Early detection: evaluation of an at-risk population to identify a particular disease.
“Lead-time” bias: influence of time between diagnosis and onset of clinical disease.
“Length-time” bias: influence of intrinsic growth rates on survivability.
Screening: evaluation of a nonselected, asymptomatic population to identify a particular disease.
As of 2015, ovarian and endometrial cancers together accounted for over 24,000 deaths of American women yearly—approximately half as many deaths as breast cancer (Table 36-1). However, unlike breast cancer, there are no effective screening programs currently available and universally recommended to mitigate the morbidity and mortality associated with these cancers. In this chapter, we explore the possibilities and challenges for screening and early detection and discuss the role of sonographic techniques in providing early diagnosis of both ovarian and endometrial cancer. This will be followed by a discussion of each of these gynecologic cancers as related to their early detection with sonographic techniques alone and combined with other laboratory tests.
Table 36-1COMMON CANCERS IN WOMEN IN 2007 IN THE UNITED STATES |Favorite Table|Download (.pdf) Table 36-1 COMMON CANCERS IN WOMEN IN 2007 IN THE UNITED STATES
| ||Incidence ||Prevalence ||Mortality ||Screening Cancer Prevalence/1000 |
|Breast ||178,480 ||2,407,943 ||40,460 ||5.3 |
|Endometrial (uterine corpus) ||39,080 ||568,407 ||7,400 || |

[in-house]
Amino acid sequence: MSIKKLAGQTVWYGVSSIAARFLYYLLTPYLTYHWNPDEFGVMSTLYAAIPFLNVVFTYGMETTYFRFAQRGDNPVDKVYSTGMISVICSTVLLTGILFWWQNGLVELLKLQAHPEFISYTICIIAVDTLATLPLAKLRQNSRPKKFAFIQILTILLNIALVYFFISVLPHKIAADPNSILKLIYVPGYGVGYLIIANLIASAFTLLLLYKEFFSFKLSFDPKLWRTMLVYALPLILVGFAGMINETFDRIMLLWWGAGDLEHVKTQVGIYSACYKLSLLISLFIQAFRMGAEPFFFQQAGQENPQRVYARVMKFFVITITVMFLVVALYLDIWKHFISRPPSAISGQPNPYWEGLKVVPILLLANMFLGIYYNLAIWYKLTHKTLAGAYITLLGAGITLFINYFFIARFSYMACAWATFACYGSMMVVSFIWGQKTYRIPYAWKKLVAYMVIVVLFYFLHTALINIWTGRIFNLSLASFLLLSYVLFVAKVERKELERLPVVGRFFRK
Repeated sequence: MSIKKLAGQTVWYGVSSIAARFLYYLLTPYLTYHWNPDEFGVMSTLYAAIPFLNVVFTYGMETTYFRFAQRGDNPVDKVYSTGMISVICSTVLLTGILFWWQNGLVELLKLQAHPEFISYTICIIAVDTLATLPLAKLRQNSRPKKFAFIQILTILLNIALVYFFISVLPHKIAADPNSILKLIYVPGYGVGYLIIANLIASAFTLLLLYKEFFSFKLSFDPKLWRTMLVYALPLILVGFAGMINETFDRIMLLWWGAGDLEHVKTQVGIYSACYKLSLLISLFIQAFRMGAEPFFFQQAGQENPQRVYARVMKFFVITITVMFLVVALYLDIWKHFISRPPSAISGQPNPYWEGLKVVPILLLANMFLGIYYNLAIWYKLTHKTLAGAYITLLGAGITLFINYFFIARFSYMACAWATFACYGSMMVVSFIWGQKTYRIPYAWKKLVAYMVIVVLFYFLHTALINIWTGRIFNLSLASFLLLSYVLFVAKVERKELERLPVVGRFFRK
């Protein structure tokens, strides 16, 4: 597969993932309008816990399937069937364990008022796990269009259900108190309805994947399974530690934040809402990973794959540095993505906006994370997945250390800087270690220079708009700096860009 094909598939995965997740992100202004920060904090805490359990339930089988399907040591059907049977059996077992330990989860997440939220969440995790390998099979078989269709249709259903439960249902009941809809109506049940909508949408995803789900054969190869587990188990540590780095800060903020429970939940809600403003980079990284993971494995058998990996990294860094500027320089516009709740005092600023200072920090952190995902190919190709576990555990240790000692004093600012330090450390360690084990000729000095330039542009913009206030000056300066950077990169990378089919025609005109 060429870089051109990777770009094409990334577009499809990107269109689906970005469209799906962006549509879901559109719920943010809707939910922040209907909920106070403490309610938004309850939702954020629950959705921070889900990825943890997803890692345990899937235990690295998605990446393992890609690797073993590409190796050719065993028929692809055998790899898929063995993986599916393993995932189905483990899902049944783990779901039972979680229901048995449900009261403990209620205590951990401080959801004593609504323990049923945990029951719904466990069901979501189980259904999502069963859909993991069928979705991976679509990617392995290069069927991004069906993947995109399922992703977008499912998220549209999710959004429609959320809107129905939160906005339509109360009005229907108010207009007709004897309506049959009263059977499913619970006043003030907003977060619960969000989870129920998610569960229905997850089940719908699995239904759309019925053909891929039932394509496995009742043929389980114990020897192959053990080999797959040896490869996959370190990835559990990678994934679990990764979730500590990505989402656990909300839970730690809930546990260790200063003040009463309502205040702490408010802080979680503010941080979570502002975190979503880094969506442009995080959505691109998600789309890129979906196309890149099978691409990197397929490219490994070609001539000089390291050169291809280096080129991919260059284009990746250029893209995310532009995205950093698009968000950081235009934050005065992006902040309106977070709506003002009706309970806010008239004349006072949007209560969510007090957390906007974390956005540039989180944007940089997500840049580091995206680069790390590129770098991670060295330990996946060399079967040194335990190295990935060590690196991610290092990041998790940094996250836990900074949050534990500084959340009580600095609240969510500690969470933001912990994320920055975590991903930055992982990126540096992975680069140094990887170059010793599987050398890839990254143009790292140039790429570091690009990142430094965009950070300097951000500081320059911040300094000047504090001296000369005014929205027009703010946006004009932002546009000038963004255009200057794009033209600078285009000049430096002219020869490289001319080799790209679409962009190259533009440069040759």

|Ovarian ||22,430 ||172,765 ||15,280 ||0.31 |
|Cervix ||11,150 ||250,726 ||3,670 ||5.69 |
This chapter discusses and illustrates factors that influence the efficacy of screening and early detection schemes for ovarian and endometrial cancers that integrate transvaginal sonography (TVS) and related techniques such as color Doppler sonography (CDS), three-dimensional sonography (3DS), and contrast-enhanced TVS (CE-TVS) (Figure 36-1). The role of sonography in the evaluation of these two gynecologic cancers is considered together in this chapter because TVS can potentially detect both of these neoplasms in their earliest stages. TVS is probably best used in a multimodal scheme including certain lab tests such as CA-125 for the detection and evaluation of these gynecologic cancers. This chapter takes into account the recent advances in the understanding of the pathogenesis of these disorders and the use of biomarkers for their detection.
Principles of tumor detection with transvaginal color Doppler sonography (TV-CDS). A: Diagram of typical ovarian arterial and venous waveforms. The waveform will depend on whether it is obtained in an area of folliculogenesis or corpus luteum. In areas devoid of follicles the resistance is high; around a corpus luteum with its “vascular arcade,” the waveforms show low-resistance, high-diastolic flow. (Drawing used with permission from Paul Gross, MS.) B: Normal TV-CDS showing low-impedance flow in an intraovarian arteriole surrounding a functioning corpus luteum. C: Reconstructed 3D image of ovarian microvascularity. Note the regular branching pattern of the vessels within a normal ovary (left) when compared to the chaotic arrangement of ...